There are now several groups working in the Wellston Loop area, each with the stated goal to revitalize the area. Their strategies are diverse and not entirely compatible with each other. Over the next year I plan to talk with the various players, asking each why they think their strategy will be successful.

— Steve Patterson

 

Arlington Grove Apartments: An Urban Project In An Unplanned Context

In yesterday’s post, my 9th annual look at Dr. Martin Luther King Drive, I briefly mentioned the now-complete Arlington Grove Apartments. Today is a closer look at this project by McCormack Baron Salazar, the folks behind the North Sarah Apartments.

The biggest problems with Arlington Grove is the context: crossing Martin Luther King Drive on foot and recent non-urban developments.

ABOVE: The urban Arlington Grove Apts as seen from the auto-centric gas station across the street
ABOVE: The urban Arlington Grove Apts as seen from the auto-centric gas station across the street

The gas station across the street is a 4,300 square foot building on a 52,087 square foot lot, built in 2007.  It is massive and destroys urban potential of the three-story buildings facing MLK Dr.

ABOVE: The Arlington Grove project will occupy the entire city block.  Image: Google Maps (click to view)
ABOVE: Aerial view of the site before construction began. Image: Google Maps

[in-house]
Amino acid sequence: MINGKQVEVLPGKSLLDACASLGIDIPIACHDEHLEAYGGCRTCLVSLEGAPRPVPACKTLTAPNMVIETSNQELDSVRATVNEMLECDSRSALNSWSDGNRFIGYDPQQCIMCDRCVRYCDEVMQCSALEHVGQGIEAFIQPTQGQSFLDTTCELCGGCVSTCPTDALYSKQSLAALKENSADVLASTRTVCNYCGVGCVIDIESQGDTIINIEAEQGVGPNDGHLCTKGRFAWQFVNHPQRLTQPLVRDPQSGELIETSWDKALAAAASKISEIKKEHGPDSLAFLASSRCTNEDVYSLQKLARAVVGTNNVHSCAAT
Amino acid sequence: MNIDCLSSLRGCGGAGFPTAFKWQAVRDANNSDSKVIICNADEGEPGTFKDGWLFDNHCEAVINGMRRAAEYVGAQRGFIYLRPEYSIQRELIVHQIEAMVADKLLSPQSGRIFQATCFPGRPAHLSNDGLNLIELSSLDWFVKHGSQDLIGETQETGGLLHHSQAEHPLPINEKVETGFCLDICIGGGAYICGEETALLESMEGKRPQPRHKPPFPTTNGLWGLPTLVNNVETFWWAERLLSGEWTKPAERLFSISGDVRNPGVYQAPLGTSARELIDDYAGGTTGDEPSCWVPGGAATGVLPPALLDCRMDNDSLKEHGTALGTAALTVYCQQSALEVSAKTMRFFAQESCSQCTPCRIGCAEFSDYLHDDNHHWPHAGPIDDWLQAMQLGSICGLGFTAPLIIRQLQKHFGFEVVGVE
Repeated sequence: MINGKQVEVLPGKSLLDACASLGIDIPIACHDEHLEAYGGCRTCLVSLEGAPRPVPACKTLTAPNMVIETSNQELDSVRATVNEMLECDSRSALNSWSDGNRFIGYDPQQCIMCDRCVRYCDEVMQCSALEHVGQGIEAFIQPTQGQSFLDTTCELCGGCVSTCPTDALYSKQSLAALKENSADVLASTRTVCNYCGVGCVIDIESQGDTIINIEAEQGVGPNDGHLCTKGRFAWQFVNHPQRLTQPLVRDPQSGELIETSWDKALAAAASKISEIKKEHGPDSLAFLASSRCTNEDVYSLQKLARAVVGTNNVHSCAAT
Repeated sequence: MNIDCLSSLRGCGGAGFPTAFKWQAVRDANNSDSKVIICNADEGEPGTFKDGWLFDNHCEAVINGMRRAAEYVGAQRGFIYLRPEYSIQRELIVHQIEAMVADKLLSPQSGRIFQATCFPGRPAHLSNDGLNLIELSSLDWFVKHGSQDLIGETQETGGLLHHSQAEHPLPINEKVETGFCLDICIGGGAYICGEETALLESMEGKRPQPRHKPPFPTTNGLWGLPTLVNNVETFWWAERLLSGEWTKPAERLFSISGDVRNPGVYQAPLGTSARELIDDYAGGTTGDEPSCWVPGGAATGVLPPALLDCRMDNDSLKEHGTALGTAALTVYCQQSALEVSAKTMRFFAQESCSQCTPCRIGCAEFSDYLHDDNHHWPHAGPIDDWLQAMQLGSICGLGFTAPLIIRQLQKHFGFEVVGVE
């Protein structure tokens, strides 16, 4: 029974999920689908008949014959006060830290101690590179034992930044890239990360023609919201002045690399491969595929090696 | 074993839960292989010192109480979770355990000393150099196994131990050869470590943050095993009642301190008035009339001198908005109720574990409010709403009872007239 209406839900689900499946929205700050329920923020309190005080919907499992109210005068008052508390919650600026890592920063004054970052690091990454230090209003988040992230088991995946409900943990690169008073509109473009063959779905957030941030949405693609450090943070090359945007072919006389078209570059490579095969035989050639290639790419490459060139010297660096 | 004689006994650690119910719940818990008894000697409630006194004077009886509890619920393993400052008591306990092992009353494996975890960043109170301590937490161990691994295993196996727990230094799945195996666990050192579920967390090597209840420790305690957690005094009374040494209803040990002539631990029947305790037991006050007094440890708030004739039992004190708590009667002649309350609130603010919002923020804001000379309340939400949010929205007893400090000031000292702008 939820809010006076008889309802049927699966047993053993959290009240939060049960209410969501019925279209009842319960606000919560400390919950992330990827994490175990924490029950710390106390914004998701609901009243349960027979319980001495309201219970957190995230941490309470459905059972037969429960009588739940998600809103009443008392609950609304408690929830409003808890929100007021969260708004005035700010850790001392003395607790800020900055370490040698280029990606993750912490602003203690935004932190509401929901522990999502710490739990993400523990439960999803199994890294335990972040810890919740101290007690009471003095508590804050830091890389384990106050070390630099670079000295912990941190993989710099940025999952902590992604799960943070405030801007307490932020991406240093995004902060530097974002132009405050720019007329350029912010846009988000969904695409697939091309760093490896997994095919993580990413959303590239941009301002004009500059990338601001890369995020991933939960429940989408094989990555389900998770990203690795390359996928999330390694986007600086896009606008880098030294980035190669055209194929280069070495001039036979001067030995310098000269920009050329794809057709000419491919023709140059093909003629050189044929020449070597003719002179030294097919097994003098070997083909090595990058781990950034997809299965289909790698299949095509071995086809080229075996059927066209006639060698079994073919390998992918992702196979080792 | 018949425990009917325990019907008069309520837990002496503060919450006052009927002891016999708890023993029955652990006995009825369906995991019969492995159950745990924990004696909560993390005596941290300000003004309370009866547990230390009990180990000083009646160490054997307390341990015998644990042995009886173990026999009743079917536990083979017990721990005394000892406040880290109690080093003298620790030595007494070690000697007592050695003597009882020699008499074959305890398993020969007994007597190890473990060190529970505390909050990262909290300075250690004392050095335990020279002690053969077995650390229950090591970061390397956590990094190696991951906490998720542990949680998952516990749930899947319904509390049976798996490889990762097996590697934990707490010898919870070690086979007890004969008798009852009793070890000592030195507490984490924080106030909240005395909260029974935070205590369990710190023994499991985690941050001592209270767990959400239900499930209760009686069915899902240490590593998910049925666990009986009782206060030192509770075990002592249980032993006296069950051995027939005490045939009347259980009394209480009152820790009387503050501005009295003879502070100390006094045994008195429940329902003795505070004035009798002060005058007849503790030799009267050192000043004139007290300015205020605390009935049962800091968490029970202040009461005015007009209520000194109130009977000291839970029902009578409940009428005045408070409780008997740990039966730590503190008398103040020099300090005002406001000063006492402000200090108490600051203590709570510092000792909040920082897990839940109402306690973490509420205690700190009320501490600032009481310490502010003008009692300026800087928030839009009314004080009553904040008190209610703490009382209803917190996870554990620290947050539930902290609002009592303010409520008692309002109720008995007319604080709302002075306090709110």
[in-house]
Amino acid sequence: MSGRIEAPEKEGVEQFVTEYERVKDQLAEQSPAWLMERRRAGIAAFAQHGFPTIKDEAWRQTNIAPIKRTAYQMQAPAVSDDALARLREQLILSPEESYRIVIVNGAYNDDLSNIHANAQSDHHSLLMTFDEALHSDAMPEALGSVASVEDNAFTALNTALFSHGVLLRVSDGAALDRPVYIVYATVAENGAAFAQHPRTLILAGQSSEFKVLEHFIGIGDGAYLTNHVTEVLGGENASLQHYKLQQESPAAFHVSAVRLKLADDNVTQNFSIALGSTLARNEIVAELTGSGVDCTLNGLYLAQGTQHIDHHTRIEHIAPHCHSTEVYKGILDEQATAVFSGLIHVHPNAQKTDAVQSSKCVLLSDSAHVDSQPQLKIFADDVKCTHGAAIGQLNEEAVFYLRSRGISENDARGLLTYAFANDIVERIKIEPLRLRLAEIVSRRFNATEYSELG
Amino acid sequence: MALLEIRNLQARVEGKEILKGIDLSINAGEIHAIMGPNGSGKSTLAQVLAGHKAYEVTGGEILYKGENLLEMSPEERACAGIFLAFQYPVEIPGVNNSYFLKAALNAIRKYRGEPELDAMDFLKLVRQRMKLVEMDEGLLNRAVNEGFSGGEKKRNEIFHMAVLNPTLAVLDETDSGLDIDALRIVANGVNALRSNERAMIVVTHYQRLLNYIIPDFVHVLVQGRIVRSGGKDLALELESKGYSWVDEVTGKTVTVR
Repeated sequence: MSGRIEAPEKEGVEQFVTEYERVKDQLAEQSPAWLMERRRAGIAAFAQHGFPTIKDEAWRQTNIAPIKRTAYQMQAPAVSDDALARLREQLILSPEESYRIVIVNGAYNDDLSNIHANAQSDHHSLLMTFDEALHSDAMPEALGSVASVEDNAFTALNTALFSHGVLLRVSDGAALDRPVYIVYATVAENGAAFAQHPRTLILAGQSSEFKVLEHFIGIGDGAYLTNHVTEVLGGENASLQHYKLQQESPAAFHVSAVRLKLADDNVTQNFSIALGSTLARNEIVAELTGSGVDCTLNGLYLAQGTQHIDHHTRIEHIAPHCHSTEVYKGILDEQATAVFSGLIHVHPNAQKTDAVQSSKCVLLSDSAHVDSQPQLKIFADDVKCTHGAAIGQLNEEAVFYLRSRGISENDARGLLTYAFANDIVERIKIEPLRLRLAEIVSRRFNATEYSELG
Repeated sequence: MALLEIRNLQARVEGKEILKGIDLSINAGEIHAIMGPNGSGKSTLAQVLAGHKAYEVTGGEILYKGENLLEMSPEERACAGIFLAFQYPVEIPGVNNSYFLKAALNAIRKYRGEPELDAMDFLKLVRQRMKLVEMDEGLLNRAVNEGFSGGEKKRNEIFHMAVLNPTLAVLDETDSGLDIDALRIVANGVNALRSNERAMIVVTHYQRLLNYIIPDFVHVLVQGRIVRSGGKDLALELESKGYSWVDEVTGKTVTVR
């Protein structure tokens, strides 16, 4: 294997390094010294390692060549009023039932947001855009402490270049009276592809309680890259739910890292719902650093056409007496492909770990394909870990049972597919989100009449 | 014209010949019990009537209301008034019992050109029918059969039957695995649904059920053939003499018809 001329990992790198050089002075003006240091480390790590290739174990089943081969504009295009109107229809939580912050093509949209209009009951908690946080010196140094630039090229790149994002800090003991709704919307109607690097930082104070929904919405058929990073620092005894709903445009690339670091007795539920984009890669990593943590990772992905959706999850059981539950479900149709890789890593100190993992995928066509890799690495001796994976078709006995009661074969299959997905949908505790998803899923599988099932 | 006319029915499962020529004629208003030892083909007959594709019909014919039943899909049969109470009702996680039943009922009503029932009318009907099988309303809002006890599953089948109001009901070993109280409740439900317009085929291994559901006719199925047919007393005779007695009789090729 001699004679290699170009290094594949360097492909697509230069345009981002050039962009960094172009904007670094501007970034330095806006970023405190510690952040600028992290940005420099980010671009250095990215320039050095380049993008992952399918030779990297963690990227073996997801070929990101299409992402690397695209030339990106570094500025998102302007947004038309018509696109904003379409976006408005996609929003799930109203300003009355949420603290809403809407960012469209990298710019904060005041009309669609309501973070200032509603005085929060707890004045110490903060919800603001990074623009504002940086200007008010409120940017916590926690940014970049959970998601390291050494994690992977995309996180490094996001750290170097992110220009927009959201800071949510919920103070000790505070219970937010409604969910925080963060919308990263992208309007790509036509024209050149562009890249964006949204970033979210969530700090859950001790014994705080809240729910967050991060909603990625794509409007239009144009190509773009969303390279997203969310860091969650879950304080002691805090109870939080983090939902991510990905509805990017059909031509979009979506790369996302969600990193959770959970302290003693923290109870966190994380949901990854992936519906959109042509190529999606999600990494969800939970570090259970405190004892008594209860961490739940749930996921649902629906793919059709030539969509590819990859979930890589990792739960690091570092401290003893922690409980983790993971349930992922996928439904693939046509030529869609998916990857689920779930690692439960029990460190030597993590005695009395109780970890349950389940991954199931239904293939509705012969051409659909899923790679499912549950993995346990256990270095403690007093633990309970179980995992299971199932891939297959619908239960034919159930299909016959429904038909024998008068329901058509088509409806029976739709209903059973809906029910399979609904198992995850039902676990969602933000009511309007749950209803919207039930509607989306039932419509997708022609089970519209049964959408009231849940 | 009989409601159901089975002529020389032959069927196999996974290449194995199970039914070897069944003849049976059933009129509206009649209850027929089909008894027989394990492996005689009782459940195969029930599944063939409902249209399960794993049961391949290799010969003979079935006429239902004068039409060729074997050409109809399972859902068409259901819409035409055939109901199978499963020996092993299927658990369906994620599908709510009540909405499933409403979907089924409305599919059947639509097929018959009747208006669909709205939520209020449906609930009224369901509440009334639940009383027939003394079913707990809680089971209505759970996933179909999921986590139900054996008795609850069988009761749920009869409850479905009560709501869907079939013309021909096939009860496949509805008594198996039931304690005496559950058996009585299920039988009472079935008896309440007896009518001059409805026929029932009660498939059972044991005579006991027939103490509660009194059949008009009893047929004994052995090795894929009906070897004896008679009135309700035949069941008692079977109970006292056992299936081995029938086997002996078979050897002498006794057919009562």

ABOVE: Aerial after construction completed. Image: Google Maps
ABOVE: Aerial after construction completed, note the solar panels. Image: Google Maps

Arlington Grove contains 112 1, 2 & 3-bedroom apartments in 22 new buildings and a renovated 3-story school on two parcels totaling 213,800 square feet. At the scale of the gas station, this large site would contain just 17,650 square feet of interior space. Each floor of the renovated school contains nearly 15,000 square feet!  The school, without the 22 new buildings, was already far denser than the gas station.

In other words, these two are radically different visions for the community. The 112 new apartments doesn’t detract from the gas station, but the gas station is a major detractor from the new residential neighborhood.  An urban gas station like this one in Milwaukee would’ve been ideal to create a 3-story front to MLK while also providing a place for people to fuel their cars. Update 1/122 @ 9:25am: See this example of an urban gas station on Google maps here.